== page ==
What market and macroeconomic events took place over the past two weeks? In this update we look at the latest economic releases from the US, the latest in a long line of problems from Greece, and the impact these developments have had on the performance of the markets.
US economic figures have started to deteriorate
Economic numbers out of the US have started to deteriorate. Already-weak Q1 GDP figures were significantly revised down from 0.2% to a pretty dire -0.7%, as both inventory build-up and consumer confidence figures were both worse than initial estimates. Economic activity as measured by the Chicago PMI survey was also sharply down, falling to 46.2 and suggesting economic contraction. To make matters worse the US Bureau of Economic Analysis reported quarter-on-quarter profits from US corporates falling further than expected, down 8.7% since last quarter.
Eurozone economy continues to show signs of growth
The Eurozone economy continued to show signs of growth although consumer data were weaker. The economic sentiment index came in at 103.8, while flash PMI readings were all above 50 in expansionary territory. Manufacturing PMI increased to 52.3, and services figures slipped by 0.8 to 53.3. However, the consumer confidence flash reading fell further from -4.6 to -5.5.
Patience with Greece is running out
Elsewhere in Europe patience with Greece appears to be running out. Rhetoric from Greek officials that a deal is ‘imminent’ appears to diverge hugely from representatives of the country’s creditors – who have indicated little meaningful movement from their counterparts in Greece. Greece is due to make a €300 million payment to the IMF on Friday, and it is unclear whether the country will be able to meet the payment without bailout assistance.
Reports suggest a short delay to the payment could be permissible under a ‘bundling’ mechanism which would aggregate the payments to a larger lump later in the month. This would be the latest in a series of increasingly desperate one-shot tricks that Greece has used to avoid defaulting.
Last week’s other events
- Headline UK inflation fell into deflation, with prices down 0.1% year on year from a flat reading last month. Core inflation remained positive, but slipped from 1.0% to 0.8%. Retail sales were also resilient.
- German economic survey data pointed towards deterioration in the Eurozone’s largest economy. The ZEW Economic Sentiment Index fell from 53.3 to 41.9, whilst Current Conditions fell to 65.7 – both significantly worse than expected.
- Bucking the recent trend, Japanese GDP data were stronger than expected. The numbers showed annualised growth of 2.4% in the first quarter, ahead of expectations and faster than the 1.1% recorded in the final quarter of 2014. Unemployment also fell and industrial production was stronger than expected.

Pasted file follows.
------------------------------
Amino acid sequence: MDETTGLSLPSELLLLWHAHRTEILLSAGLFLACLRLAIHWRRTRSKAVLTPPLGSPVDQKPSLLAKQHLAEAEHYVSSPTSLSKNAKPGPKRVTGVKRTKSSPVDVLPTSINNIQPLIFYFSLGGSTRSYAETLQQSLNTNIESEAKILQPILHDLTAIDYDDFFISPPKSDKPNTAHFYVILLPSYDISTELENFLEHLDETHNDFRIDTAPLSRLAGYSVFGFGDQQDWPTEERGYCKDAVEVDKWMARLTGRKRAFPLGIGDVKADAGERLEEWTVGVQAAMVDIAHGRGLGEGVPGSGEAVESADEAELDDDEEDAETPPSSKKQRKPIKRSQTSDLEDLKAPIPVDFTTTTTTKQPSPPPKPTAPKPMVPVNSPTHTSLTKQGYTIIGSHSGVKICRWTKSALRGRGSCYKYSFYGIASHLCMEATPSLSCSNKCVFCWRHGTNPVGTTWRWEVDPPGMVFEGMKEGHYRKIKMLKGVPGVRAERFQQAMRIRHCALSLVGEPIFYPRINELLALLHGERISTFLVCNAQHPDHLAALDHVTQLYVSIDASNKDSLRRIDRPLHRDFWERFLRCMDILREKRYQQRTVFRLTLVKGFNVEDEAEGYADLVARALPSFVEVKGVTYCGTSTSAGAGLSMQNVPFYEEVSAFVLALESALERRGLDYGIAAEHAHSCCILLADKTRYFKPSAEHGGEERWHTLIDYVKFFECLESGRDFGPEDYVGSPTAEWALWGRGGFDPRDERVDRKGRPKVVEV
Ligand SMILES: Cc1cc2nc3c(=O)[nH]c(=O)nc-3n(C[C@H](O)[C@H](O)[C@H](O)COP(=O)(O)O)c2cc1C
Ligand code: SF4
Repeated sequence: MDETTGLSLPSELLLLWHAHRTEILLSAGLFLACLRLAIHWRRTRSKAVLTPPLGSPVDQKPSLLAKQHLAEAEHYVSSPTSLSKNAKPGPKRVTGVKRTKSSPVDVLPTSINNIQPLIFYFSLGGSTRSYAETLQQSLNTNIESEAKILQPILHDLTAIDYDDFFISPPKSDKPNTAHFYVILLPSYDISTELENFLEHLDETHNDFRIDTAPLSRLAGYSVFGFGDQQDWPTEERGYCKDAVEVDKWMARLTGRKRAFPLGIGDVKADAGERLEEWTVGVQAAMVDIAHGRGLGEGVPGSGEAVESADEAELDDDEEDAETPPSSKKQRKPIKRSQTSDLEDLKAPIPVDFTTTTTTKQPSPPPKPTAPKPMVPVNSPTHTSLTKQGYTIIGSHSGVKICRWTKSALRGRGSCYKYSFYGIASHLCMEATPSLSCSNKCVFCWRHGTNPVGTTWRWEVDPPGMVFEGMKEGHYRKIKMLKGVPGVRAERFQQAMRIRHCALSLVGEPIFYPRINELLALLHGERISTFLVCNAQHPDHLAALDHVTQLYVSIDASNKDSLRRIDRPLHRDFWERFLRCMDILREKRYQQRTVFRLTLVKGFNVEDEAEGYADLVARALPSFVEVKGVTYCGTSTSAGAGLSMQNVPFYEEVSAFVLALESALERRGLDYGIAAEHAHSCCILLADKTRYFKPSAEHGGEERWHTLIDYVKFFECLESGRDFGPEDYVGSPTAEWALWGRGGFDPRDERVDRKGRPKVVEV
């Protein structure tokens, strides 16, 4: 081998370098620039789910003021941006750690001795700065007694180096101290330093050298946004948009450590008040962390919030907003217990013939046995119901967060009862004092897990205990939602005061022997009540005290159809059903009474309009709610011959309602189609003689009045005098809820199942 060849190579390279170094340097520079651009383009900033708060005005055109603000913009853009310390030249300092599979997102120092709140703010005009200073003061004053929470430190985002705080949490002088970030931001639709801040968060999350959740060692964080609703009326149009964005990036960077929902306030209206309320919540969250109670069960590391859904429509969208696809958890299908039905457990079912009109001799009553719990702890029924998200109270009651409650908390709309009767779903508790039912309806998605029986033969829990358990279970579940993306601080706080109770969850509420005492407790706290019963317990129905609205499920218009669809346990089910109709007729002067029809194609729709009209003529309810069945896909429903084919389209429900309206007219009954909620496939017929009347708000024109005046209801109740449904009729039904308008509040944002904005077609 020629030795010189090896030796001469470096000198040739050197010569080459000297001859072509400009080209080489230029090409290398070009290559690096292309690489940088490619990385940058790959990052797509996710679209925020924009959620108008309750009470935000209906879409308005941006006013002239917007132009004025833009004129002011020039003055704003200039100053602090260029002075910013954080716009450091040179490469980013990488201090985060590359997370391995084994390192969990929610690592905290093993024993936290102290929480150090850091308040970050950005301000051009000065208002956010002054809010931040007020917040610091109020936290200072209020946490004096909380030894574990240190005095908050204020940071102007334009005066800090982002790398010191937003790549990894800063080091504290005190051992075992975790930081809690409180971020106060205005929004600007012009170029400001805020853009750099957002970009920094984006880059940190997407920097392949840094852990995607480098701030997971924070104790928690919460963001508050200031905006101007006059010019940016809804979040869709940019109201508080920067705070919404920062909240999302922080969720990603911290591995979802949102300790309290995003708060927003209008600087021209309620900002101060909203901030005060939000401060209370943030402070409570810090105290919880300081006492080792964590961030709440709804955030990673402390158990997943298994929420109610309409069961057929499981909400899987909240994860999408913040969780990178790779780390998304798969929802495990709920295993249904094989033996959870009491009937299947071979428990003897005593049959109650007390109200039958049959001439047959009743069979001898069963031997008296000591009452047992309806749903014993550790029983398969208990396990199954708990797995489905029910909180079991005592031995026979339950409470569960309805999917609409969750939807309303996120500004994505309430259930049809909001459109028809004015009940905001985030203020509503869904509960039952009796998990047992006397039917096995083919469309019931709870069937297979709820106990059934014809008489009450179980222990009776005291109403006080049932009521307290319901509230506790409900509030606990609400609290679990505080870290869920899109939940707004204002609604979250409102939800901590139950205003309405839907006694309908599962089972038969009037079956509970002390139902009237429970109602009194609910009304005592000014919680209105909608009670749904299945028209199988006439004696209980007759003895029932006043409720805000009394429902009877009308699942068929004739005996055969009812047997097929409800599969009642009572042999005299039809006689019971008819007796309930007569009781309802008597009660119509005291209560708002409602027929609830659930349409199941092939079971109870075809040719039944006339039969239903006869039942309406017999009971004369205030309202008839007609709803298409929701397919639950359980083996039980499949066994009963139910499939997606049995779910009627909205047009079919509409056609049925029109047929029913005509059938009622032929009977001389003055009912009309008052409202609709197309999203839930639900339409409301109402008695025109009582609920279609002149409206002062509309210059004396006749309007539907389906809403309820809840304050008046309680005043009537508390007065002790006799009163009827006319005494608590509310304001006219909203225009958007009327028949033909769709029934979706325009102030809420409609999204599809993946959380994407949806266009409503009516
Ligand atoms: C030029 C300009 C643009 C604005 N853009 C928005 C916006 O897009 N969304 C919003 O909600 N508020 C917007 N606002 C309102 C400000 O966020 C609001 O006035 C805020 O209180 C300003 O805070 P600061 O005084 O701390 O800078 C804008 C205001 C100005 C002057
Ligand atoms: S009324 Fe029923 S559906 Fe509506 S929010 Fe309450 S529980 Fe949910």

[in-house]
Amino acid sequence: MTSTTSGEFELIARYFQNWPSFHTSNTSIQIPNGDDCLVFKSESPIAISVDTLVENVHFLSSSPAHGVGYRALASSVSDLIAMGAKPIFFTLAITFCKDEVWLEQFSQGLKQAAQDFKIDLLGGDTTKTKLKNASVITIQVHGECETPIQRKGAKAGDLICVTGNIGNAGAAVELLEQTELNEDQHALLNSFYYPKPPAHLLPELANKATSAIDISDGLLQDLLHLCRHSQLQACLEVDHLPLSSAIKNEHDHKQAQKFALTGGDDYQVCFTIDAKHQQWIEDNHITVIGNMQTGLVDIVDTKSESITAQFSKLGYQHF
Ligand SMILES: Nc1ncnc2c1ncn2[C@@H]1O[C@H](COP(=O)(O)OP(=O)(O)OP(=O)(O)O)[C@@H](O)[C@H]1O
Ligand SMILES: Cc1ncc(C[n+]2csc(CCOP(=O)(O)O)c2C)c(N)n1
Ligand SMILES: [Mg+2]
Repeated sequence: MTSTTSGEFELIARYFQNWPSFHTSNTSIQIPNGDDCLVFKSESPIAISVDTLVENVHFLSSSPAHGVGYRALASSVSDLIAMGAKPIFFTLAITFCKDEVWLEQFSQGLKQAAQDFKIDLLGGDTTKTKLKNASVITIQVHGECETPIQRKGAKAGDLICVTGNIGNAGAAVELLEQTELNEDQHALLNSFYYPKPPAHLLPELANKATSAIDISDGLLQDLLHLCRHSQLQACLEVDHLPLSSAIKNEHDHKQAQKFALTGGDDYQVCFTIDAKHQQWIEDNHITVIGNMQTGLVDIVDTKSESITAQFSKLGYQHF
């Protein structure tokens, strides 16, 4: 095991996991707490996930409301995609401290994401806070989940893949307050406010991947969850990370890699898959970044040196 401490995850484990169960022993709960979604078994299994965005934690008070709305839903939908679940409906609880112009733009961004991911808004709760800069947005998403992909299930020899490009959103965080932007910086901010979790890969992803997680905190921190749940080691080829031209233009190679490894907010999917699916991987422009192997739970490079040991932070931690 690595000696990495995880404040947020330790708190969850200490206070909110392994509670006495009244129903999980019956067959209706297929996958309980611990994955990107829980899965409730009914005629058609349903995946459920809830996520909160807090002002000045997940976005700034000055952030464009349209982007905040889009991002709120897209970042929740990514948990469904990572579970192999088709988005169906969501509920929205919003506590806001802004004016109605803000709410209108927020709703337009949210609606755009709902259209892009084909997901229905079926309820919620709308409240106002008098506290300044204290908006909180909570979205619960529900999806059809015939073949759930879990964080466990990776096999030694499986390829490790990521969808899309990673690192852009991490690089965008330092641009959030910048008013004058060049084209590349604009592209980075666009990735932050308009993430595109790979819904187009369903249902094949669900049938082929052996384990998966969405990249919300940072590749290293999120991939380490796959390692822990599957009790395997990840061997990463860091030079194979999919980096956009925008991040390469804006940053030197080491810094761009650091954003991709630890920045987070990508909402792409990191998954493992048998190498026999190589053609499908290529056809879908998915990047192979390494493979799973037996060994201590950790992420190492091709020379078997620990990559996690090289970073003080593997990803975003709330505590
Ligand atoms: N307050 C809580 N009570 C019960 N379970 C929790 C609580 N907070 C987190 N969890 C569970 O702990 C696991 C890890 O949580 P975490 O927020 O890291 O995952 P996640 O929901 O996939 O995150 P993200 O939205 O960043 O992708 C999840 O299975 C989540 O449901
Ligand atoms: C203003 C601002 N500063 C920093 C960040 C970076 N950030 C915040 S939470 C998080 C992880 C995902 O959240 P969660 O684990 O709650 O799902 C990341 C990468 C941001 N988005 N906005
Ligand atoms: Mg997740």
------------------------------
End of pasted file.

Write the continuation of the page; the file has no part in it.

- Chinese house prices continued to fall and were down -6.1% year on year in April. The flash reading of the HSBC PMI measure of economic activity improved slightly in May, rising to 49.1 but remaining in contractionary territory.
Despite there being plenty of macroeconomic headlines, the markets were relatively unperturbed over the past two weeks. The exception is Japanese equities, which surged noticeably on the back of economic figures that exceeded expectations.
- Equities - On the back of strong data and continued QQE, Japanese equities continued to rally and rose steadily through the fortnight to finish up 4.1%. UK equities were relatively unmoved over the fortnight, only marginally stronger with the FTSE 100 a fraction below 7000 after volatile trading. The S&P was a lot more volatile in the last week but little changed for the fortnight overall, ending down 0.72%.
- Bonds – US and UK bond yields initially widened before tightening through most of last week. UK 10-year Gilt yields closed on Friday at 1.81%, whilst US Treasuries remained above 2% at 2.12%. German Bunds steadily tightened through the fortnight, with 10-years closing at 0.49% and 20-years back below 1% at 0.96%. 5-year Bunds were poised to once again turn negative, closing flat on Friday.
- Commodities – Oil continued to range trade – Brent traded in the mid US$60s and closed on Friday at US$65.21, whereas WTI closed at US$59.95. Copper was weaker and fell 6.4% to US$2.76, whereas gold fell back through the US$1,200 mark to close at US$1,192.
- Currencies – Last fortnight’s main currency mover was the US dollar, which regained some of its strength against other major currencies and closed at US$1.53 against the sterling. The Japanese yen continued its weakening trend, finishing at 124 yen against the US dollar.